Anna Gross in London 10 minutes ago

    Investors around the world have been on the hunt for fresh insights into the possible long-term effects of the coronavirus outbreak.

    That has meant that one indicator has come back into fashion: the Baltic Dry index, a measure of shipping costs for a wide range of bulk commodities such as coal, iron ore and grain. The index shows that rates for leasing the largest “Capesize” vessels have dropped about two-thirds since the start of December, and are significantly below the average level of the past 20 years. That suggests a sharp contraction in demand in China, the world’s biggest consumer of iron ore and other industrial commodities.

    But the real value of the BDI may not be in what it tells us about the impact of the epidemic so far, but rather what it says about potential developments in coming weeks.

    Masanari Takada, a macro strategist at Tokyo-based Nomura, points out that the BDI has a tendency to work its way downward through the first half of February — knocked by the effects of China’s Lunar New Year holiday period — but then bottoms out in the middle of the month.

    Indeed, since reaching lows of 411 in early February this year, its lowest level since April 2016, the BDI — a composite of rates for four sizes of ship — has gained about 29 per cent.

    In the past few years, the index had been lifted by economic stimulus measures introduced by China at the end of February, Mr Takada explained. It remains to be seen if this year’s supercharged set of measures, including cuts to benchmark lending rates and waivers on bad loans, can boost output this year.

    “If [the BDI] doesn’t recover this year, it will indicate a much more severe effect than usual on the global supply chain,” he said.

  9. Lower rates are going to stop that virus in its tracks!

    Business News
    March 1, 2020 / 3:53 PM / Updated 2 hours ago
    Asian stock markets reverse losses on global policy stimulus hopes
    Tom Westbrook, Swati Pandey

    SINGAPORE (Reuters) – Asian shares steadied from early losses on Monday as investors placed their hopes on a coordinated global monetary policy response to weather the damaging economic impact of the coronavirus epidemic.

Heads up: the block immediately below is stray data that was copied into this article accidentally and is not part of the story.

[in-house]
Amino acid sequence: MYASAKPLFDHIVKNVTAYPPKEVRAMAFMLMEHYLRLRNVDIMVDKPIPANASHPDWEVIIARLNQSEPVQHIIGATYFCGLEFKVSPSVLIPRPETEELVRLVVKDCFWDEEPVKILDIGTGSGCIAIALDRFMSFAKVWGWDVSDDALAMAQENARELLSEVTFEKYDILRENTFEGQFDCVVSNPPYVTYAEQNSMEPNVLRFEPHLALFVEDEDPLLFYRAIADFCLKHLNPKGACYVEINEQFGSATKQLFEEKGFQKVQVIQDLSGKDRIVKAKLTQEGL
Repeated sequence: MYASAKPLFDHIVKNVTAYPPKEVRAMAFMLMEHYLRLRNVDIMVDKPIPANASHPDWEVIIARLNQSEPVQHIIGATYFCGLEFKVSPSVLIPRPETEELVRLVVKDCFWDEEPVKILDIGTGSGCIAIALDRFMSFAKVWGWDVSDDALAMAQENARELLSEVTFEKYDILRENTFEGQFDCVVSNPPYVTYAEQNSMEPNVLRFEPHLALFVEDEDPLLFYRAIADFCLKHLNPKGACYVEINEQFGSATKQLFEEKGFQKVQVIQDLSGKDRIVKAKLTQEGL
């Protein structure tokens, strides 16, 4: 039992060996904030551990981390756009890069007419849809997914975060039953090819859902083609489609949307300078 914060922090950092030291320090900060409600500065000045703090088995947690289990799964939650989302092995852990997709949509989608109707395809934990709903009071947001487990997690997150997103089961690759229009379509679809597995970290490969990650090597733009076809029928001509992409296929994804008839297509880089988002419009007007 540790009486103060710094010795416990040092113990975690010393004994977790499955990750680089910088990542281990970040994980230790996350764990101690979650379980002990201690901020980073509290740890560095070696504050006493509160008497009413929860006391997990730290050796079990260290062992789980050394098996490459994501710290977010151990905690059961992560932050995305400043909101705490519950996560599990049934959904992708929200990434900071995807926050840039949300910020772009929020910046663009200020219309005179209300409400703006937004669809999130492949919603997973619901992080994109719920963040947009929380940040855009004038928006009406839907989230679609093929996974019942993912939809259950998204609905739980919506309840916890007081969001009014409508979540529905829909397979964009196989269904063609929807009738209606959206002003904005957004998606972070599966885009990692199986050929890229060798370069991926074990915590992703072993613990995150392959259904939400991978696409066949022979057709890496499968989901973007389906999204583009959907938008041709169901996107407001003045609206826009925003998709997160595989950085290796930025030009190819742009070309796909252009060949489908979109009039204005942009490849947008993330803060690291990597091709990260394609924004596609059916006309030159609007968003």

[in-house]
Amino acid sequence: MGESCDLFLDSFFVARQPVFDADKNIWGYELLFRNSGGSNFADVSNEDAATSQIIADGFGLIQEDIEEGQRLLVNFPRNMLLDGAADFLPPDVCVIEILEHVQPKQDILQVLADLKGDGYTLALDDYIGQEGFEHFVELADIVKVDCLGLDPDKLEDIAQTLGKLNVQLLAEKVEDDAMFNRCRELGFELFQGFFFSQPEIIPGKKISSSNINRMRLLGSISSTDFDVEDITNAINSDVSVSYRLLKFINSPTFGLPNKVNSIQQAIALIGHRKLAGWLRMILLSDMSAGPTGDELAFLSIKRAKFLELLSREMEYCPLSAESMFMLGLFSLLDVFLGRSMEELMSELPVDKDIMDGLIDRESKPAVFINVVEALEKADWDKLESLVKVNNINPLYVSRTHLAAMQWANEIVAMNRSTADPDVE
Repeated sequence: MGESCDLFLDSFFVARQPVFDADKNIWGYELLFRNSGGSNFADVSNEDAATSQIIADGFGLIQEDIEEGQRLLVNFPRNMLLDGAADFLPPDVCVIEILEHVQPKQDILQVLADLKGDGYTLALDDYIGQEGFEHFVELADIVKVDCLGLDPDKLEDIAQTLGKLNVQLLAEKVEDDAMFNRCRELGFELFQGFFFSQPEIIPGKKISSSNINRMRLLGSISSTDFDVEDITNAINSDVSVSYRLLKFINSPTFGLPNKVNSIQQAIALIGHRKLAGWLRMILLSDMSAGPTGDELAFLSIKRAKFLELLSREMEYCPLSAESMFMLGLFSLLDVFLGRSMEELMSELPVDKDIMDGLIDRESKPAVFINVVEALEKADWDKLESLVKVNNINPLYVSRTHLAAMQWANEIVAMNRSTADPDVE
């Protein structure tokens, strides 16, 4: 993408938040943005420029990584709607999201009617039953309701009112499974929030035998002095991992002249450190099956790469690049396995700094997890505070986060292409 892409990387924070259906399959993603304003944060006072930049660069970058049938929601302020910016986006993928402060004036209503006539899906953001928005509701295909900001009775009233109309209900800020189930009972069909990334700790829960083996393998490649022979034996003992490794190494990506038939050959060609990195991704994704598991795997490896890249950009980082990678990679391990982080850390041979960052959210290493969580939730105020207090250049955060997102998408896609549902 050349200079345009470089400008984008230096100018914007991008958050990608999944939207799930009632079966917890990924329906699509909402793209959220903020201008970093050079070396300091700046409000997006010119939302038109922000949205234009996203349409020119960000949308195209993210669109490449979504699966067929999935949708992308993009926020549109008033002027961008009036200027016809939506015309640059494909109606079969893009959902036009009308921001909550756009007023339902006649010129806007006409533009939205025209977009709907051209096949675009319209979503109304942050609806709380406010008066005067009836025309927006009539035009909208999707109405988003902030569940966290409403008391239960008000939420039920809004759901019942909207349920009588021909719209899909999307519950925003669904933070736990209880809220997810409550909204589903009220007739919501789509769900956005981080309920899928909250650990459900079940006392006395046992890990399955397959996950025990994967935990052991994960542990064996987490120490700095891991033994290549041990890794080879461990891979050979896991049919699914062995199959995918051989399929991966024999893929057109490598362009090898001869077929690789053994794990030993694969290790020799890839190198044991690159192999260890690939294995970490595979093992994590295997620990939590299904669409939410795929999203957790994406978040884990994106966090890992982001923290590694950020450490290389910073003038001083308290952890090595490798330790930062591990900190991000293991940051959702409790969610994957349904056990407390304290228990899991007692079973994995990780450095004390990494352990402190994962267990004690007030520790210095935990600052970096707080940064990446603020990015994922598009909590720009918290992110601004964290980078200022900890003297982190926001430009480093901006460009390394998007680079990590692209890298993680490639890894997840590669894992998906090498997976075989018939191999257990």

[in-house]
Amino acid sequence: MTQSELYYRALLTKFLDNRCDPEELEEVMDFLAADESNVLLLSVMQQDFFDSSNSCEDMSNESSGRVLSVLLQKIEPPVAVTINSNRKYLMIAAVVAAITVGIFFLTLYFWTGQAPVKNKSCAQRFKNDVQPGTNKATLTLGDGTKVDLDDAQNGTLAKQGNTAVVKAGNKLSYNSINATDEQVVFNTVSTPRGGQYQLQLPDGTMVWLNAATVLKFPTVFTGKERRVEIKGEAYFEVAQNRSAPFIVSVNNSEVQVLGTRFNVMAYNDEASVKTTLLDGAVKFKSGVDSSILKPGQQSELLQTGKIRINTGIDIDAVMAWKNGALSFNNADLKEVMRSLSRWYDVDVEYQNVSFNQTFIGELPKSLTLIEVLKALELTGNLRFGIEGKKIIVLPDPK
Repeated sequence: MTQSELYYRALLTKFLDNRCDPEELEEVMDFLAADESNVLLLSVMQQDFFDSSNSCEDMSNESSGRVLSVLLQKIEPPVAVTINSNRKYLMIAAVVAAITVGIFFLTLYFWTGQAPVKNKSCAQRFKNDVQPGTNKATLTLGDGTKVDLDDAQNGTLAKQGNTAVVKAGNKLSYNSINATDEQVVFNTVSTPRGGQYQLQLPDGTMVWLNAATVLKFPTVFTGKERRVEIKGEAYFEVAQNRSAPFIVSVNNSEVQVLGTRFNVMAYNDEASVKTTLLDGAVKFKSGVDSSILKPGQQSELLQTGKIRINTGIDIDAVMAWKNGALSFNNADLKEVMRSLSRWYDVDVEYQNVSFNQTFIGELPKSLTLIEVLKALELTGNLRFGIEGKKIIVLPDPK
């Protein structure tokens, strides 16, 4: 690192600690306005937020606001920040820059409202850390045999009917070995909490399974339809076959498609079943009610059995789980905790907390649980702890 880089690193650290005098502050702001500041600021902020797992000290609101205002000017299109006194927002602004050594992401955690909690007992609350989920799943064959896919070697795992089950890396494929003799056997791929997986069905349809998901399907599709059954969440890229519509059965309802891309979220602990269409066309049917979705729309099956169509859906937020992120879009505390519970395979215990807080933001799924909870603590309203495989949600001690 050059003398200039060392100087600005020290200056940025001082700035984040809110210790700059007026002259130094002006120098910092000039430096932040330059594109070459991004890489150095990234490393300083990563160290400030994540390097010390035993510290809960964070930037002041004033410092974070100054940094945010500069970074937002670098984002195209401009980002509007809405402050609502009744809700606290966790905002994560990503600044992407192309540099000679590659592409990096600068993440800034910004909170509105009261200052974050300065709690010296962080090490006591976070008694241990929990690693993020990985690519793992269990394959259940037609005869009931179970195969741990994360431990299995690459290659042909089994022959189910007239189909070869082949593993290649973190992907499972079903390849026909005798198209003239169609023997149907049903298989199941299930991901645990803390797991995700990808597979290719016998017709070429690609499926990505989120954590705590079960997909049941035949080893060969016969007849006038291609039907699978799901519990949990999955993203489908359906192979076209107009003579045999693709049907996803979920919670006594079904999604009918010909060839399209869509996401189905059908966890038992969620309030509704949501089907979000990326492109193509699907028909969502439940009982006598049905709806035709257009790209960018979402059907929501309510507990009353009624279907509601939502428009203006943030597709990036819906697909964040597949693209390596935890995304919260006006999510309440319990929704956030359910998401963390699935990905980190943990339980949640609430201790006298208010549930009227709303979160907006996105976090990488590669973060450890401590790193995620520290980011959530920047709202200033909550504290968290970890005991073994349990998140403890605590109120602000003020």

A visitor wearing protective face mask, following an outbreak of the coronavirus, walks past in front of a stock quotation board outside a brokerage in Tokyo, Japan March 2, 2020. REUTERS/Issei Kato

    Pandemic fears pushed markets off a precipice last week, wiping more than $5 trillion from global share value as stocks cratered to their steepest slump in more than a decade.

    The sheer scale of losses prompted financial markets to price in policy responses from the U.S. Federal Reserve to the Bank of Japan and the Reserve Bank of Australia.

    Futures now imply a full 50 basis point cut by the Fed in March while Australian markets are pricing in a quarter-point cut at the RBA’s Tuesday meeting.

    Also helping calm market nerves, Bank of Japan Governor Haruhiko Kuroda said on Monday the central bank would take necessary steps to stabilise financial markets.

  10. None of above stories above cite the consumer’s high debt-to-income ratio, which leave the economy fragile to external events like 9/11 or the latest medical crisis.

    1. A few weeks ago I predicted that the inevitable recession would resemble 2000 more than 2008. Now it looks like the recession will resemble 9/11, when people simply stayed home, watched TV, and refused to spend. That’s going to hit low-income service-sector people who can’t put $400 together.

      And this time there’s no bubble to blow up, since everything is in a bubble already.

      1. A few weeks ago I predicted…

        That and 10 cents will get you a cup of coffee.

        Adjust timeless saying for inflation as needed.

  11. When the Kansas/Spanish flu 1917 – 1919, was traveling around the globe, all the 50+ million deaths happened only whilst the weather stayed in “flu.mode” right?

    1. Once a virus is established on both sides of the Equator, it is always flu season somewhere.

    1. Symantec’s endpoint client, which uses a certificate pair, seems to still be functional. Fingers crossed!